much as the music scene and was fortunate to have friends
who liked my music enough to make creative videoclips for
me for only the cost of the film stock.
Along the way I flirted with Indian music, learning and performing
the Sitar for 2 years and in particular I spent about a year
in Central Java, Indonesia and Bali, learning Tai Chi and
meditation where I also experimented with Gamelan instruments
and fell in love with the scales and tones of that music.
Also a 4 month stint in Japan and travel through India influenced
What was the inspiration and initial fuel for
the album Tranzworld Express?
a year after finishing a 5 year stint in local politics
where I had a total break from music production I set off
on a solo journey to Europe to visit old musical friends
and explore family history. I had a 10 day train pass ,the
long distance trains were near empty and I often had a compartment
to myself for the day - no phone calls, minimal conversation
but ample cruisy, creative time to muse, to dream, watch
the passing scenery and passing people and their societies,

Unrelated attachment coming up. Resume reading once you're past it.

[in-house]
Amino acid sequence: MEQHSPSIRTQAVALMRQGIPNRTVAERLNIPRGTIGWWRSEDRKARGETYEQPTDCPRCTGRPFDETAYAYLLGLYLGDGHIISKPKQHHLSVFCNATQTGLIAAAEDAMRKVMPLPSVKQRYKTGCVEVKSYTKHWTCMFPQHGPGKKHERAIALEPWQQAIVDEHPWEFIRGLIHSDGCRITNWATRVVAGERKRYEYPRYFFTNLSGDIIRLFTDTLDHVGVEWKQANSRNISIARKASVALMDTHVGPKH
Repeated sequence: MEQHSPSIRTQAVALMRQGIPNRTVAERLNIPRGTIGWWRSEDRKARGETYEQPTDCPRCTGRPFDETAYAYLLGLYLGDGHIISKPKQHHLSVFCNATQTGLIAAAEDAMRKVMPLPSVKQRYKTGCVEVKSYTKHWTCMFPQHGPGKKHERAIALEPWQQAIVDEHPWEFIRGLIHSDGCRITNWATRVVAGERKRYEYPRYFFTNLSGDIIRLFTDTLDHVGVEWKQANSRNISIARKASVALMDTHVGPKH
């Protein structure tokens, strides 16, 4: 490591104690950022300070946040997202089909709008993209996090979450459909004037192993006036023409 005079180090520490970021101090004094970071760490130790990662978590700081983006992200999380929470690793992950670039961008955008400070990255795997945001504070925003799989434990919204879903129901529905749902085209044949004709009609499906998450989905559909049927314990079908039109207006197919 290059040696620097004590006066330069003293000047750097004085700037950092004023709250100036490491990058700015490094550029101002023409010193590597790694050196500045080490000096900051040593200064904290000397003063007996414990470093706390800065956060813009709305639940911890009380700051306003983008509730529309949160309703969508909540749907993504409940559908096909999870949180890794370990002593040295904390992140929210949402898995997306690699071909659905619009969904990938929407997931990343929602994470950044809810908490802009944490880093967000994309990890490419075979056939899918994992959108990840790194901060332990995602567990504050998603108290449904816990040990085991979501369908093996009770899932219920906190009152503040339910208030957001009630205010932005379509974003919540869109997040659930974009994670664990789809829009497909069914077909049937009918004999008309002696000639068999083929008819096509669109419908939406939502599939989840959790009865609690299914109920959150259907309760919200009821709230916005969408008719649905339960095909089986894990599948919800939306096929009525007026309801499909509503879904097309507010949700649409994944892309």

reflect on the state of the world and make new music via
a laptop ! As usual I felt compelled to draw on musical
inspiration from previous travels in Indonesia & India.
Where did the album begin? What were the first
steps of the creation process?
||So the album
began and each day brought a new composition. I was using
a new Macbook pro laptop and Logic Pro software with an astonishing
library of interesting loops. I experimented with layering
sounds and phrases which were not usually associated with
each other. I usually just play and experiment with no preconceptions.
So I often consider my music is channeled in a sort of way.
My music is intuitively not intellectually constructed initially,